Creativity is as important as literacy

Where’s the innovation in our education system?

I had a question posed by one of my readers yesterday about innovation in education. She contends that our public schools have become “test factories powered by child labour where there is only one correct answer for each question”. Many parents I know have expressed frustration at our public school system’s inability to inspire children to learn. The reader who posed this question is from the US but the same could also be said of Australia. How innovative are our schools and what are they doing to engage, inspire and re-imagine the idea of learning for our children?

I am a mother of three small people so I am also keenly interested in what inspires children.  I understand the concern about this idea of a “test factory” and I have also started to explore avenues outside of the traditional structures of education to find ways to engage and inspire them. When it comes to “education” surely some of the most important things we can do are >
a) help our children find things they’re passionate about so that they might to engage optimistically and passionately with the world
b) encourage in them a sense of curiousness to help them understand that life is about exploring – opportunities, relationships and experiences
c) instil in them a value of delayed gratification so that they will live beyond the moment as well as in the moment
d) appreciate and feel grateful for what they have, so that they will learn to be positive, content and in control of their own happiness

A great article by Steve Denning published in Forbes Magazine poses the question >  how do we inspire lifelong learning in students, so that they are able to have full and productive lives in a rapidly shifting economy?

I’m not sure how we achieve that in the traditional schooling system but I do know that we can try and model those behaviours ourselves. I also know that creativity and innovation are two things majorly lacking in most school systems, yet they are two of the most important traits a person can develop. There has been lots of talk about the need for innovation in our schooling system but much of the conversation appears to be focused around preparing children for a brave new world with the increasing reliance on technology and the changing business world. There is less conversation on innovation in order to re-engage and inspire. The two are not mutually exclusive but the second part of that point is as important as the first.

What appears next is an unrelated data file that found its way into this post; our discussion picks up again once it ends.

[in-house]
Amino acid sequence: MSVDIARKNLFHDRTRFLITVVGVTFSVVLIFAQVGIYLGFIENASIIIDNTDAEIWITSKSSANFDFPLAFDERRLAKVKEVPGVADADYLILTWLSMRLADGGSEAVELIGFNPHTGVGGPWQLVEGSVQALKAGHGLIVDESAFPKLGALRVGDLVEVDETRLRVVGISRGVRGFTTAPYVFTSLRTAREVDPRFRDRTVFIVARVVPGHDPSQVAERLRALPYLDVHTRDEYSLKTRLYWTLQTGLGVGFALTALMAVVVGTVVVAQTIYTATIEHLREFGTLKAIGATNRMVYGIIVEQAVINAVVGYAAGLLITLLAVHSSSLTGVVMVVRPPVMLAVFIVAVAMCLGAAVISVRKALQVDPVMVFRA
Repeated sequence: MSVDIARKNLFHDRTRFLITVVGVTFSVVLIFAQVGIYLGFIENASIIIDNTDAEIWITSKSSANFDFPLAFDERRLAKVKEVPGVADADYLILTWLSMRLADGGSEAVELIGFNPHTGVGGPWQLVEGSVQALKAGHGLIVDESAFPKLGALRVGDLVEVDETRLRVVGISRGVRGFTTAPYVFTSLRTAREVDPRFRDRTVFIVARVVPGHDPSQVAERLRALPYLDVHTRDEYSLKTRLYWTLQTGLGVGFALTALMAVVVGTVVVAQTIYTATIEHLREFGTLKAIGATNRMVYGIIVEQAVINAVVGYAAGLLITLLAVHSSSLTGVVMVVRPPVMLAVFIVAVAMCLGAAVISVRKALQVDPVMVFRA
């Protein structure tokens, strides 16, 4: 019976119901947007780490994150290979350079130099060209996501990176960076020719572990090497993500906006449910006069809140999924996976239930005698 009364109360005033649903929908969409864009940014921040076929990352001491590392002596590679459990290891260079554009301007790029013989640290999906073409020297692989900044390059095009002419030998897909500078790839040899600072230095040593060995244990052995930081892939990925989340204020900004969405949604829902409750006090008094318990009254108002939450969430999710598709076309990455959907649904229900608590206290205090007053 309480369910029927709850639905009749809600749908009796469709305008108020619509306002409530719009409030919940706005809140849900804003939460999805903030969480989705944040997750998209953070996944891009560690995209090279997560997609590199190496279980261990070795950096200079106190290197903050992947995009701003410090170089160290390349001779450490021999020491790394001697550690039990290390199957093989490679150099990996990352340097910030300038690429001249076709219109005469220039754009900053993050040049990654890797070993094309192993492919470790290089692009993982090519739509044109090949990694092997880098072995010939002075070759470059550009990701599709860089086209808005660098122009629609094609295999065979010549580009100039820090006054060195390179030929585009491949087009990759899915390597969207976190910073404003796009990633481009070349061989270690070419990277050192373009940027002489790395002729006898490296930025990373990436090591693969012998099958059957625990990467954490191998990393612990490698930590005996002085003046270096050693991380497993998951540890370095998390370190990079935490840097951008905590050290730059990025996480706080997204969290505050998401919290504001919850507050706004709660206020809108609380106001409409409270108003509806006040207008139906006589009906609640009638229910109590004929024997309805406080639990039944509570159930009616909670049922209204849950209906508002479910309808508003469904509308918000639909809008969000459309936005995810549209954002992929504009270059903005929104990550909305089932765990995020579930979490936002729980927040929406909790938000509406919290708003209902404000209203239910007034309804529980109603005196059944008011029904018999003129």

Given that the factory model of management doesn’t work very well, even in the few factories that still remain in this country, or anywhere else in the workplace for that matter, we should hardly be surprised that it doesn’t work well in education either. . .  So why should we expect anything different in the education sector? … Given this context, I believe that the single most important idea for reform in K-12 education concerns a change in goal. The goal needs to shift from one of making a system that teaches children a curriculum more efficiently to one of making the system more effective by inspiring lifelong learning in students, so that they are able to have full and productive lives in a rapidly shifting economy. . . This is a shift from running the system for the sake of the system (“You study what we tell you to study, when we tell you, and how we tell you, and at a pace that we determine”) to a focus on the ultimate goal of learning (“Our goal is to inspire our students to become life-long learners with a love of education, so that they will be able to learn whatever they have to.”) All parties—teachers, administrators, unions, parents and students—need to embrace the new goal.” Steve Denning

Denning argues that our education system has suffered from a top down factory management style for too long and that The system” grinds forward, at ever increasing cost and declining efficiency, dispiriting students, teachers and parents alike. Read the full article here